It’s not often that you can eat and drink in a registered landmark on a night out. A Negroni with a sourdough flatbread topped with sardine, romesco, red onion, feta, and black olive, and a side of history? Don’t mind if we do. Around since 1915, Dante Caffe – now simply Dante – is a Greenwich Village institution, in addition to a New York City landmark. Today, the popular bar and restaurant serves a largely Italian menu, with some devilishly tasty international influences.
The fresh house-made pasta is a surefire winner, with the spaghetti chitarra with hand-picked blue crab, herb butter, and almond pangrattato being a particular highlight. But there’s so much to choose from: striped bass fillet, seasonal asparagus, sumac, pistachio and saffron yoghurt; burrata, crushed spring peas, basil oil, garden cress, and toasted rye; and shishito peppers, bagna cauda, and smoky paprika, to name but a few.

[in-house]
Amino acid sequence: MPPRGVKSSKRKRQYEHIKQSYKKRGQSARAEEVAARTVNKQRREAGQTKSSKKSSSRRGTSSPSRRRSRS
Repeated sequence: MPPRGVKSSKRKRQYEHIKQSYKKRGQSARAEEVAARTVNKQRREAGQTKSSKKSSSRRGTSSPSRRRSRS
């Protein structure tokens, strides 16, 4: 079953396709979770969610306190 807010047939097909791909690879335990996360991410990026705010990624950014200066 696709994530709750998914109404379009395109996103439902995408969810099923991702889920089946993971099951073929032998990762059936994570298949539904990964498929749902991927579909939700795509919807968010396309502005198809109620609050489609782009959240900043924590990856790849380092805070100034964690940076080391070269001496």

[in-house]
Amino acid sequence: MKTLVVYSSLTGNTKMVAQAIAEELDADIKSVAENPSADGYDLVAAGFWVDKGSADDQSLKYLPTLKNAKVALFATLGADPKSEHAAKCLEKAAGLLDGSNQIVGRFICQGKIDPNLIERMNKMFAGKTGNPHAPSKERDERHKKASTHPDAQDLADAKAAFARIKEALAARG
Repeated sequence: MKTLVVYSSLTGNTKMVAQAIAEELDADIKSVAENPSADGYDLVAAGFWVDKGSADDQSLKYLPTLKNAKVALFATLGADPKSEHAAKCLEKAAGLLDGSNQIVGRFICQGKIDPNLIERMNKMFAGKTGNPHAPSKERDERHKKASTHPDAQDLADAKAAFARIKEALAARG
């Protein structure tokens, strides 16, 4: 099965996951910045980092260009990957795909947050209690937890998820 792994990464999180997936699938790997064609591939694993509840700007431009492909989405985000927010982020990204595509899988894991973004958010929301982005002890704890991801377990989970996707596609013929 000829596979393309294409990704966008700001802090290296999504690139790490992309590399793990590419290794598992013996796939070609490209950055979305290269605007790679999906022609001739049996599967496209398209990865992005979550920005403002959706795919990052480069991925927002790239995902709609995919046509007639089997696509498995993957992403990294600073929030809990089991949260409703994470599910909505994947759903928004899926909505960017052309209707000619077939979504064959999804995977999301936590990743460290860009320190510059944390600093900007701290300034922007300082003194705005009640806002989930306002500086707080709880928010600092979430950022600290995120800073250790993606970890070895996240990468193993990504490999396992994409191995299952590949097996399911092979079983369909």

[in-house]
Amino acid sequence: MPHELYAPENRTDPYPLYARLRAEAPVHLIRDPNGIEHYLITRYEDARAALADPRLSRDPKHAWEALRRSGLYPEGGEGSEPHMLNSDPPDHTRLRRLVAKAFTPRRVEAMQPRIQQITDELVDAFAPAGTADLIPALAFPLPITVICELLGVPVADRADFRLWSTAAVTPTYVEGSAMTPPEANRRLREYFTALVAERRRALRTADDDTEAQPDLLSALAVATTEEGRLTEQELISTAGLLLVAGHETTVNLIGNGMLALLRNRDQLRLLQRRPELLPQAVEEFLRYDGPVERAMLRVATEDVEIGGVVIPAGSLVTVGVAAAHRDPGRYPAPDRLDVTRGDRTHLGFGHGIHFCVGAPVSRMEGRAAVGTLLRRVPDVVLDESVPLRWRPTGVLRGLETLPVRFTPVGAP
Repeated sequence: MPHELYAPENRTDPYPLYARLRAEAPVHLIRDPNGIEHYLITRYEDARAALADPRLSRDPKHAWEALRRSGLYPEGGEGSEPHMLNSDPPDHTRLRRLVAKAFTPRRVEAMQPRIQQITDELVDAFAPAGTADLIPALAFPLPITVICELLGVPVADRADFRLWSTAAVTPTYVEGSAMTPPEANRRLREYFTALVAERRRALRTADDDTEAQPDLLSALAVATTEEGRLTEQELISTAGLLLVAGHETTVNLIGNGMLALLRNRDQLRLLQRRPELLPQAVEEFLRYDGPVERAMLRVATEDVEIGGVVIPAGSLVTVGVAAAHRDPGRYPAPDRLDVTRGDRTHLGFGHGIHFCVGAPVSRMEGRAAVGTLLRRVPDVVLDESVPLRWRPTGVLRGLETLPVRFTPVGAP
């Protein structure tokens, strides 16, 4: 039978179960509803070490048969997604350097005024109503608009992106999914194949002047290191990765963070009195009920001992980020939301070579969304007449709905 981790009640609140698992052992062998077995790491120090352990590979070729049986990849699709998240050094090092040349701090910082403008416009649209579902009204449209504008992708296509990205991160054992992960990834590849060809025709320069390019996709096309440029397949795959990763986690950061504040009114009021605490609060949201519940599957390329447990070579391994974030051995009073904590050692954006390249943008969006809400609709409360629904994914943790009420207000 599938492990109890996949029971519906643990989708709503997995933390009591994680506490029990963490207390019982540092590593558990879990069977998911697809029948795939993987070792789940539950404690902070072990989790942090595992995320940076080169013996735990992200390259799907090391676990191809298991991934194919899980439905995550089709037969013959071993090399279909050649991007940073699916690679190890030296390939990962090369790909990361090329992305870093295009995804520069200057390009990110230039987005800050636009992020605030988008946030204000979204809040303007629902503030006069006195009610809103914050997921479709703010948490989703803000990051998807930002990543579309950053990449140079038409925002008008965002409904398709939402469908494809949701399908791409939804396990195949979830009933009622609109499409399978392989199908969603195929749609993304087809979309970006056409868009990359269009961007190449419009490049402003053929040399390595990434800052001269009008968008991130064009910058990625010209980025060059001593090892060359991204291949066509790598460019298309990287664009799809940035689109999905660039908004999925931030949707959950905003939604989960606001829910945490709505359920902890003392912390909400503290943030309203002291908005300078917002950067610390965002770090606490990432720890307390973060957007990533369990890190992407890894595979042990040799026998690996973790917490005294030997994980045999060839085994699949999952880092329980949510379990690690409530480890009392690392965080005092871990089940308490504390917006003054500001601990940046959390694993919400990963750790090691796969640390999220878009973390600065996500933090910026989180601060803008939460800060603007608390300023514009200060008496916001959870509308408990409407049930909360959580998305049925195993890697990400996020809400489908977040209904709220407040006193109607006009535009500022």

Looking around at Dante, you’ll notice that they’ve been sympathetic to the restaurant’s history – nay, celebratory. A light cream in colour, the walls are tiled and gleam in the bright New York city light, with stools spread out along the bar, and bistro-style chairs pulled up at the tables. And there are pictures of the various leading lights of literature and screen who’ve visited hanging on the walls. When everyone from Bob Dylan and Ernest Hemingway to Al Pacino and Alec Baldwin has trod the tiled floor here, it’s kind of hard to be humble about it. But for all its celebrity appeal, Dante has remained a community meeting place for over a hundred years. A place of warmth, and welcome, and wickedly strong espresso.